The National Electric Power Regulatory Authority (NEPRA) on Tuesday reserved its decision on the Central Power Purchasing Agency’s (CPPA) plea seeking an increase, in the power tariff, of Rs. 4.75 per unit for the month of October.
The increase, if approved, will have an impact of around Rs. 60 billion, as expensive power was produced on imported furnace oil in the absence of required LNG supplies. The financial burden on consumers of ex-WAPDA distribution companies (Discos) will be reflected in the billing month of December. However, the consumers of K-Electric and lifeline consumers will be exempted from the surcharge.
The cost of the fuel used in power plants is a pass-through item and is paid for by consumers. As per the petition filed by the CPPA, 10% more electricity has been generated from furnace oil in October. The use of expensive furnace oil and rising global prices have resulted in generating expensive electricity, as per the CPPA briefing in the hearing.
NEPRA officials said that a previous adjustment of Rs. 5.2 billion had also been sought.
According to CPPA, violation of merit order resulted in a burden of over Rs. 1.77 billion and LNG shortage had caused a burden of over Rs. 1.69 billion.
NEPRA officials revealed that less electricity could have been generated from furnace oil had the LNG supply been in accordance with the demand. They added that 15% of electricity, instead of 25%, had been generated from coal. It was disclosed that a unit of the China Hub Power plant had been off-the-grid for the last six months.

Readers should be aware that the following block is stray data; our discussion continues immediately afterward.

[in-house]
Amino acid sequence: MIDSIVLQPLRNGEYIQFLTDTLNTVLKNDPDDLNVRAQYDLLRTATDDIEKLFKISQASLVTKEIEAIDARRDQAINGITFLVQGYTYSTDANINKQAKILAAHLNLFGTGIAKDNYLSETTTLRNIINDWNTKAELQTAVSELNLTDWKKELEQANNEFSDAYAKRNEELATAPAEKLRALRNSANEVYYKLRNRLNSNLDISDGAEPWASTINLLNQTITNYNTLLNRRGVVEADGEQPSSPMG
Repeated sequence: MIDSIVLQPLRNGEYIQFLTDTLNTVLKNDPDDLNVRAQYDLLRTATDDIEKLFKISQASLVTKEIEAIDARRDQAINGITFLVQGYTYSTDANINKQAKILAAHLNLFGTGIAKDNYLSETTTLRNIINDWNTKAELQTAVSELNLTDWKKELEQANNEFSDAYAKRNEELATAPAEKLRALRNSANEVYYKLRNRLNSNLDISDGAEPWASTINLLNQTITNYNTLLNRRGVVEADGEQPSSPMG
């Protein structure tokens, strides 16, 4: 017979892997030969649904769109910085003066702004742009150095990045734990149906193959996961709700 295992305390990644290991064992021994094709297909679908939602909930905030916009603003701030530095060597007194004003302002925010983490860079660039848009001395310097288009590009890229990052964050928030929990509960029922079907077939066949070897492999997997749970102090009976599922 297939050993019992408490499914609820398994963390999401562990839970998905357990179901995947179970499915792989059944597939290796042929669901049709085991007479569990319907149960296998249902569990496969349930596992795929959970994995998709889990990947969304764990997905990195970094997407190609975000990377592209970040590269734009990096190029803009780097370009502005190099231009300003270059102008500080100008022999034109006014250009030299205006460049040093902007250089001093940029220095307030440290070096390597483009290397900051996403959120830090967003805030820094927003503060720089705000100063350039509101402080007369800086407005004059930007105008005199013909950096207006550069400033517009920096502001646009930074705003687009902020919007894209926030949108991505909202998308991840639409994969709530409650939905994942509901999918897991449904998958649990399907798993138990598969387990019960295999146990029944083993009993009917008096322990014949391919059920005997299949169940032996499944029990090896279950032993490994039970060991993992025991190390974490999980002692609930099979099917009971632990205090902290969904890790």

Chairman NEPRA, Tauseef H. Farooqi, raised concerns over the use of inefficient power plants. He asked, “doesn’t the nation have the right to ask why cheap plants are not being operated”? He said that power plants around the world were in the open. He asked why did China Power Hub not have arrangements to avoid lightning. NEPRA summoned the power plant management in the next hearing to explain their position.
Vice-Chairman NEPRA, Rafiq Sheikh, observed that the entire burden of running expensive power plants was to be borne by domestic consumers. He raised questions about the NPCC’s failure to comply with the direction of the authority to report the dispatch of generation plants out of merit on daily basis. He said that consistent failure warranted legal processing against NPCC. NEPRA Sindh member said CPPA had failed to submit the segregation of financial impact into heads, including impact on account of the shortage of RLNG, system constraints, and underutilization of efficient power plants, against the merit order.
The NEPRA chairman said that the country witnessed growth due to the industrial package. He maintained that the International Monetary Fund and the World Bank had forecasted growth of only one percent. He said that due to the growth in electricity consumption, the industrial sector bounced back.
CPPA officials told the hearing that the price of 76 cents coal had reached 200 cents, adding that no power plant had been shut down due to shortage of coal.
The NEPRA chairman said that the current situation was very difficult, adding that, “we have to safeguard the consumers, and at the same time we have to allow the fuel cost to increase.” He stated that progress was being made to resolve the issue of LNG demand.
To a question, CPPA informed the authority that the government had paid Rs. 134 billion to IPPs.
After the hearing, the NEPRA reserved its decision. If the proposed increase gets NEPRA’s nod, the per-unit cost of electricity will be increased to Rs 4.75 to be charged in December bills for country-wide consumers, except the Karachi consumers.